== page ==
My second daughter, Meira, got her period for the first time earlier this year, right before her bat mitzvah. With her older sister, Michal, we had initiated a new family ritual of a “period party” – but this time, things were different.
First, Meira didn’t seem so excited about the idea in the first place, and I knew it would require some convincing for me to persuade her to agree to go through with it. Second, my family no longer lives in Jerusalem, where these kinds of quirky spiritual things are more commonplace. We now live in the Lower Galilee, where the population is more stratified between religious and secular, and is also more conservative in terms of spiritual and religious experimentation. When my oldest daughter got her period for the first time, we were living in Jerusalem, and although I admit that only one other of her friends (whose mother is also a rabbi, like me, and a Jewish Renewal Rabbi at that!) had a period party after her (and her party was only with adult women, not the girl’s friends), I felt more comfortable inviting Michal’s friends to her party than I did inviting Meira’s friends to hers.
But I knew I would regret having not done it if I had let it slide. As tired as I am in my last month of pregnancy at age 42, I reminded myself how important intentionality and ritual is in family life. As a parent, one of my roles is to put my ideology and values into practice through experiential rituals that become part of our particular family’s practice. If I skipped the period party with Meira, it would lose its status as a family ritual, and who knows if I would end up having one for my next daughter Hallel, and for the yet unborn fetus (a girl) due to join our family in two weeks, God willing?
But what is so important about a period party? Well, despite the openness in our society about matters sexual as compared to when I was growing up in the 1970’s and 80’s, menstruation is still taboo, a perpetuation of the notion that it is something girls and women should be embarrassed about. As though each human being did not grow inside a mother’s womb surrounded by a uterine wall, and as though the fact that that uterine wall sheds and is replenished to create new life is somehow shameful.
But even more than putting menstruation out in the open, my purpose in holding period parties for my daughters is to actually celebrate their transition into womanhood. At their bat mitzvah celebrations, they teach Torah (at Meira’s bat mitzvah she did this through a midrash art project that she presented to our guests) and display their ability to lead the community in prayer, but there is no talk of the physical changes going on in their bodies. Becoming a woman with the ability to grow life and bring it into the world is an amazing and empowering experience that is strikingly ignored in traditional Jewish life. It is this glaring hole that these period parties are meant to fill.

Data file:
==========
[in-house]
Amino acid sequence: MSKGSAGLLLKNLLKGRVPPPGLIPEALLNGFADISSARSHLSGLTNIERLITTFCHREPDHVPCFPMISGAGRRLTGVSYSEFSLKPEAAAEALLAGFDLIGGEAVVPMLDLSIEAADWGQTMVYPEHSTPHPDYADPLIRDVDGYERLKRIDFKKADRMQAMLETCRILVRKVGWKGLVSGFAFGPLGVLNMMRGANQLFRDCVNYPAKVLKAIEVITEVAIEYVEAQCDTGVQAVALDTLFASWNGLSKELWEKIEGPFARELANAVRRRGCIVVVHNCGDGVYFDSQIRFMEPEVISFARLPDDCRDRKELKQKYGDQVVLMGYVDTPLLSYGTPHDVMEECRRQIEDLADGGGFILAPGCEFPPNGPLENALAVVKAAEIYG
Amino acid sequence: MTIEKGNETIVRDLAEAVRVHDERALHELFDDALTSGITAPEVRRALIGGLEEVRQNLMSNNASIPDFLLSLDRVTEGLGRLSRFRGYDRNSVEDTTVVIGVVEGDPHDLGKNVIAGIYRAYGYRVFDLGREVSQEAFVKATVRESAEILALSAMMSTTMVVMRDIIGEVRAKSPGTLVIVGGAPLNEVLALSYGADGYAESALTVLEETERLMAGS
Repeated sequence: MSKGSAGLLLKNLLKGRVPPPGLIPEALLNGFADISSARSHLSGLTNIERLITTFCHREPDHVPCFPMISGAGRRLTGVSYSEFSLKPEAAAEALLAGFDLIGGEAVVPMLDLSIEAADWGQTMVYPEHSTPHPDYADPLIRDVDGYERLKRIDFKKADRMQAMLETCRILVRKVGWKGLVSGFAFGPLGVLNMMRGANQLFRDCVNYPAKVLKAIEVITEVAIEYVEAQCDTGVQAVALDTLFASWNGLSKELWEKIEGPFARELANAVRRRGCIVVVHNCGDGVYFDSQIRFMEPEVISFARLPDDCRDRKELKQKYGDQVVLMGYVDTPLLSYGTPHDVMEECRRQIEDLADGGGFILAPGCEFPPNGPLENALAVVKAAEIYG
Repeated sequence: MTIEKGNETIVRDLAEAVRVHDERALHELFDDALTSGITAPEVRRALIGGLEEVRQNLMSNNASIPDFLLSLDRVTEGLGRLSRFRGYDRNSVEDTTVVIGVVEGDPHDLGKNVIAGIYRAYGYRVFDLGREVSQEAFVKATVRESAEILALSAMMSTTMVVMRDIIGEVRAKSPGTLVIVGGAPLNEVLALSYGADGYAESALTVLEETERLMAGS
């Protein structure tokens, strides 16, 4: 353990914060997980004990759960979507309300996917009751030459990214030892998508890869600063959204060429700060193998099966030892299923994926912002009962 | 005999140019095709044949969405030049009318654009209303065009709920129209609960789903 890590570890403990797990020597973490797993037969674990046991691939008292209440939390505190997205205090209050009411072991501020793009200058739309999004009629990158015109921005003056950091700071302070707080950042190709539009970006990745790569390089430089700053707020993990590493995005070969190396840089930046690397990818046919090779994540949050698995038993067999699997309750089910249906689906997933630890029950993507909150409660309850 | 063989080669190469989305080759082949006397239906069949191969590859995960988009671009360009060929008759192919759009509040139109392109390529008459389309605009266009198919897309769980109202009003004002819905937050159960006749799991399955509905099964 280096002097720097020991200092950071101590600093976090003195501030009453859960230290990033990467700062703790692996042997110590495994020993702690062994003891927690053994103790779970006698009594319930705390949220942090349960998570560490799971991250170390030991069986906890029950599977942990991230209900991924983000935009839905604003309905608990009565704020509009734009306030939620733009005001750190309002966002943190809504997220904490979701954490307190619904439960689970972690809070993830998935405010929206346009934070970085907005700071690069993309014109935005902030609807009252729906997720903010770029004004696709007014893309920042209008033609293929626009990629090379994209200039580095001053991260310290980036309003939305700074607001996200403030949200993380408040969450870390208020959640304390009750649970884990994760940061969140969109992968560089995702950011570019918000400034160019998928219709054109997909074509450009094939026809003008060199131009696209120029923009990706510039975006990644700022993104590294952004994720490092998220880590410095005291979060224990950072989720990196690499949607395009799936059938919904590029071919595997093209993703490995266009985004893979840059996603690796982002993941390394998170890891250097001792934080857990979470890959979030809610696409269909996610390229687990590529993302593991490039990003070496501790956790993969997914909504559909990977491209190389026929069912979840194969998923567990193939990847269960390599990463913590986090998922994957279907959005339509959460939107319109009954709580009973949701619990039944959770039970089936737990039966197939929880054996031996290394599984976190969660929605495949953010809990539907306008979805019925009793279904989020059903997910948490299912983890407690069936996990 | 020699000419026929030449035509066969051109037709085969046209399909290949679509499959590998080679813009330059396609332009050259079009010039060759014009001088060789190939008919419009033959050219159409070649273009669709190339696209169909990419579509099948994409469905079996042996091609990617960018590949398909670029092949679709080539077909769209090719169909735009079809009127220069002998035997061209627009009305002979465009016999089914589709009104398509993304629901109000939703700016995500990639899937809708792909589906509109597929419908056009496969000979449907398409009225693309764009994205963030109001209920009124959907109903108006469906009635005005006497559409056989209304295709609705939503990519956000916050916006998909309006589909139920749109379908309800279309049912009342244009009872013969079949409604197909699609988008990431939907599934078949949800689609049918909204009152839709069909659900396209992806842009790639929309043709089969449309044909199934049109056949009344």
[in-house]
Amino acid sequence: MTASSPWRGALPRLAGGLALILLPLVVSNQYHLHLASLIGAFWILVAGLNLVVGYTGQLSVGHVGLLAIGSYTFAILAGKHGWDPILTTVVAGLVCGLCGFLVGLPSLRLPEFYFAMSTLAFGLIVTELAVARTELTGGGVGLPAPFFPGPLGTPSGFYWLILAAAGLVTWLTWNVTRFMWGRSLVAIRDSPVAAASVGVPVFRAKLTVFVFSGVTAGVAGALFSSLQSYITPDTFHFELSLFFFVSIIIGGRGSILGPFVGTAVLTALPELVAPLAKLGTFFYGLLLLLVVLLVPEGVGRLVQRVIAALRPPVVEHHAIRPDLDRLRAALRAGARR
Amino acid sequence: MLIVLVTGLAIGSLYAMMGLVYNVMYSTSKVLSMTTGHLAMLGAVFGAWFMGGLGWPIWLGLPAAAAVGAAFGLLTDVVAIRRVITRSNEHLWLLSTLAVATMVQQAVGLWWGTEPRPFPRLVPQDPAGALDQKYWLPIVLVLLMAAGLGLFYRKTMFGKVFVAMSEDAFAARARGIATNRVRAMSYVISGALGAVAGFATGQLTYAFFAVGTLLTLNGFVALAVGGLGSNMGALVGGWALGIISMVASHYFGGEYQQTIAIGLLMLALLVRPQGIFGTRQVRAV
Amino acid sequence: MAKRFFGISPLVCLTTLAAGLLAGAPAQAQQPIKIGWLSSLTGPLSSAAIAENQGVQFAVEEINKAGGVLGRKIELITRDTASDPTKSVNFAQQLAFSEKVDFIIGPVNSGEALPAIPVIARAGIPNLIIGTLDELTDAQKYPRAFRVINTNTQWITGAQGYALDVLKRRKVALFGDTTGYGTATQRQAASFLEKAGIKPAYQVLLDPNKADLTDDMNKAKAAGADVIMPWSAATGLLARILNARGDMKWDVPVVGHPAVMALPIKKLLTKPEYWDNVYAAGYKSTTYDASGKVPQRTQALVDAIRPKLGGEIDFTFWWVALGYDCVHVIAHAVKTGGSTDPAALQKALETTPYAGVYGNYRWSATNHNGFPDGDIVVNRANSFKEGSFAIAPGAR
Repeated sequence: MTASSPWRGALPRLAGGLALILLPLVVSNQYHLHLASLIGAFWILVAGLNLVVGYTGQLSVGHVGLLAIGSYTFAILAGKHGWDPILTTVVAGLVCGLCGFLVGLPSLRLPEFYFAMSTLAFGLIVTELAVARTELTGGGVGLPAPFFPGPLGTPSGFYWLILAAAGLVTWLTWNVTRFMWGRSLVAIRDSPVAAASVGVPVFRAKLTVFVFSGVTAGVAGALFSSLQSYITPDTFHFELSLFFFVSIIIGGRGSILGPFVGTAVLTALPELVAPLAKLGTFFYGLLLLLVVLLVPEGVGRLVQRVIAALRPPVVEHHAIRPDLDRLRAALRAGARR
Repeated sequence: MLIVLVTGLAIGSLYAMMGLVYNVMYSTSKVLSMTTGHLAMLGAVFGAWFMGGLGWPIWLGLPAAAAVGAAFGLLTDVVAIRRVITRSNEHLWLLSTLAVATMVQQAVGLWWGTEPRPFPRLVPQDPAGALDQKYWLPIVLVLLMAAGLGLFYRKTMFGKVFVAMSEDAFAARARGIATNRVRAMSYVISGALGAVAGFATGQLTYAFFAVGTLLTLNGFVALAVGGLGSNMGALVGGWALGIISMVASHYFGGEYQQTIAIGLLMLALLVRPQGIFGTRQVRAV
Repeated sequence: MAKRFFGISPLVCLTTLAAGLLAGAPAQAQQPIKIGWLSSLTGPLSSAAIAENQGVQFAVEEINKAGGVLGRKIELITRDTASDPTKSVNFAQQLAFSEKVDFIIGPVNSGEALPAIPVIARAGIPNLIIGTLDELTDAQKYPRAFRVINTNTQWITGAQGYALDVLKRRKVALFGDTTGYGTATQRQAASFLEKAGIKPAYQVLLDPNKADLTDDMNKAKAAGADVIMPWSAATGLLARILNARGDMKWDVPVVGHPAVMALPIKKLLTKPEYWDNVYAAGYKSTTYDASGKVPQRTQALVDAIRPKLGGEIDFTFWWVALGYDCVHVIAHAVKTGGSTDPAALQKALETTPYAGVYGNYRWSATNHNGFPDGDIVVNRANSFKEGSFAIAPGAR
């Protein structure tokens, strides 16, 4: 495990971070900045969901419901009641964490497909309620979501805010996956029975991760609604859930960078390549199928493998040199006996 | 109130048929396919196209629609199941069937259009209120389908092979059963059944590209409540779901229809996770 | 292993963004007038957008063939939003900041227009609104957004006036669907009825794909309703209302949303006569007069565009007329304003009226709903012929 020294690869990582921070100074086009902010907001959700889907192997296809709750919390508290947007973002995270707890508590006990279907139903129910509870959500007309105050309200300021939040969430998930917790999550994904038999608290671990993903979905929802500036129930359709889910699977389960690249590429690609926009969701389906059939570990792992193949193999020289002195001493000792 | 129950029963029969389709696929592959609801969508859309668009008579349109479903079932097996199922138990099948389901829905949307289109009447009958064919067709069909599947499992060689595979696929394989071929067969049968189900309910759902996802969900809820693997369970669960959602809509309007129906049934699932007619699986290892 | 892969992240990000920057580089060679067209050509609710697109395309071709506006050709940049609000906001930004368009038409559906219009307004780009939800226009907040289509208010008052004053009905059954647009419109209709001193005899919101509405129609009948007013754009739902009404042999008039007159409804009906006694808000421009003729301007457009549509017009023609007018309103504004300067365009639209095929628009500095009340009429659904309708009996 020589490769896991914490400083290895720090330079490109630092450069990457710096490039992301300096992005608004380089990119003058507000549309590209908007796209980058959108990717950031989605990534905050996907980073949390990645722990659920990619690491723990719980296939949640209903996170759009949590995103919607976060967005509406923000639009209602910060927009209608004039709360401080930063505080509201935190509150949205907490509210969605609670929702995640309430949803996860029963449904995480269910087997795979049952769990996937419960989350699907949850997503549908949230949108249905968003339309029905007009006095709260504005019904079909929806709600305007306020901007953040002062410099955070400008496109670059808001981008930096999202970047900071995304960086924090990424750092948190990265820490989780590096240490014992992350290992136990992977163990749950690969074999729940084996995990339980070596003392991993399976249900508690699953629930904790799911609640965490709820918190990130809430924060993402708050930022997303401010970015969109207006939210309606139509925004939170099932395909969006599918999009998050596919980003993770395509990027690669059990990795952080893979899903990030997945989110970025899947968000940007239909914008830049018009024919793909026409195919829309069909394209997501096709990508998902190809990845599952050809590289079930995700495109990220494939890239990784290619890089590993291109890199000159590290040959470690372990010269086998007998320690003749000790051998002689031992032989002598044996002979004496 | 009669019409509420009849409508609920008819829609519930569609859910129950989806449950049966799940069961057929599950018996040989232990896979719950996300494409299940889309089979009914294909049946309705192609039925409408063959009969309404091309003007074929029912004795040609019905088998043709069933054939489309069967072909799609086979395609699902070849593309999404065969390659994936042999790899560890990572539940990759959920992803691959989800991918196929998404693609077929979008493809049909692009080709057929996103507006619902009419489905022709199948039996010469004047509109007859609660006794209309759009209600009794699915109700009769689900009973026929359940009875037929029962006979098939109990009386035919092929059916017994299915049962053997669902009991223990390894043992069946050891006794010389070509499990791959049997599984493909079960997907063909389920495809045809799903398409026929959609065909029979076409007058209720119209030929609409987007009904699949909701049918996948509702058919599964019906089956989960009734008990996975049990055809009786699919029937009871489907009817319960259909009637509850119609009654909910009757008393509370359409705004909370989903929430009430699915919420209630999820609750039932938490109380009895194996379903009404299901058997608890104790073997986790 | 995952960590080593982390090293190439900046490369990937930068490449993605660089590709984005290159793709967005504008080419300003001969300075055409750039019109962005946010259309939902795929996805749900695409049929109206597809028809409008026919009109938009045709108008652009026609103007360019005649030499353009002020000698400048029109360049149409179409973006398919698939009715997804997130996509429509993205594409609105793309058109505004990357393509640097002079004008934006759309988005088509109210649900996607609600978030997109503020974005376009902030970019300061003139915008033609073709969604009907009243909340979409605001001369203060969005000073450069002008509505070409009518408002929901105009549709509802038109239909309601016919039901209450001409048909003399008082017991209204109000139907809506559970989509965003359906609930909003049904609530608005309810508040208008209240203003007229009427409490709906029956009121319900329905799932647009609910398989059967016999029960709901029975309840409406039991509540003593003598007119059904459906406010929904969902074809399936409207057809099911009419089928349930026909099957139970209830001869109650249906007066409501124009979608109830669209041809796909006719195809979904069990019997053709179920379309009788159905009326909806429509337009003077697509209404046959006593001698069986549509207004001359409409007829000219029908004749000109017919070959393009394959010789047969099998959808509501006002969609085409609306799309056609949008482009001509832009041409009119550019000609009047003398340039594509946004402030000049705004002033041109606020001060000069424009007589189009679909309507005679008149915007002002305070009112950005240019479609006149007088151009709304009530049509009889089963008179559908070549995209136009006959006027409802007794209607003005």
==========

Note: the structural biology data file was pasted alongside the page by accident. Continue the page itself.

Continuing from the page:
And so, at Meira’s period party, we began with a ritual immersion in the mikveh (luckily I happen to run the mikveh at Kibbutz Hannaton, where we live, and so I did not have to convince anyone that this was appropriate). Michal and I welcomed Meira into our family’s circle of women and offered to be there for her as she embarks on her journey as a woman. Then Meira immersed three times, each time reciting a blessing—first a blessing on ritual immersion in the “living waters,” then a blessing praising God for making her a woman, and then the blessing praising God for giving her life, sustaining her, and bringing her to that very special moment. Of course she did not get through the mikveh ritual without a few giggles, but she was amazingly present and cooperative.
Then, when she emerged all shiny and wet, dressed in her sweats and the fuzzy deep red scarf Michal knitted for her that we presented to her when she arrived at the party (with a card attached naming her one of us, a “BLOOD SISTER,” like I did for Michal at her period party), Meira’s friends showered her with chocolate candies, and we all sat down to eat while appropriately selected music played in the background. The room was decorated with red heart balloons and the food set out on a red tablecloth on the floor. The spread consisted of all red foods—pomegranate juice, pomegranate seeds (we were lucky to find some pomegranates in the store despite the fact that the season should be over by now), cherry tomatoes, cranberry muffins, beet chips, and strawberries dipped in chocolate (winter is strawberry season in Israel). This was perhaps a bit over the top, but that was part of the idea, as well as the mood I wanted for the party. Serious but fun – and almost exaggerated and audacious in its celebration of something that most people are afraid to even mention.
When we were finished snacking and schmoozing, we beaded a necklace (with red beads, of course) for Meira. As each of us took our turn to place beads on the beading string, we offered Meira a blessing. The blessings ranged from Michal’s wishing Meira better luck with tampons than she had at her age to my wishing her a life full of appreciation of and pleasure from being born a woman. Touchingly, her friends participated in this exercise seriously and without too much giggling. I was pleasantly surprised.Maybe these kids’ parents thought it was weird. Or maybe not. But I would not be surprised if at least one of her friends that was present does something similar when she gets her period. At least, I hope so.
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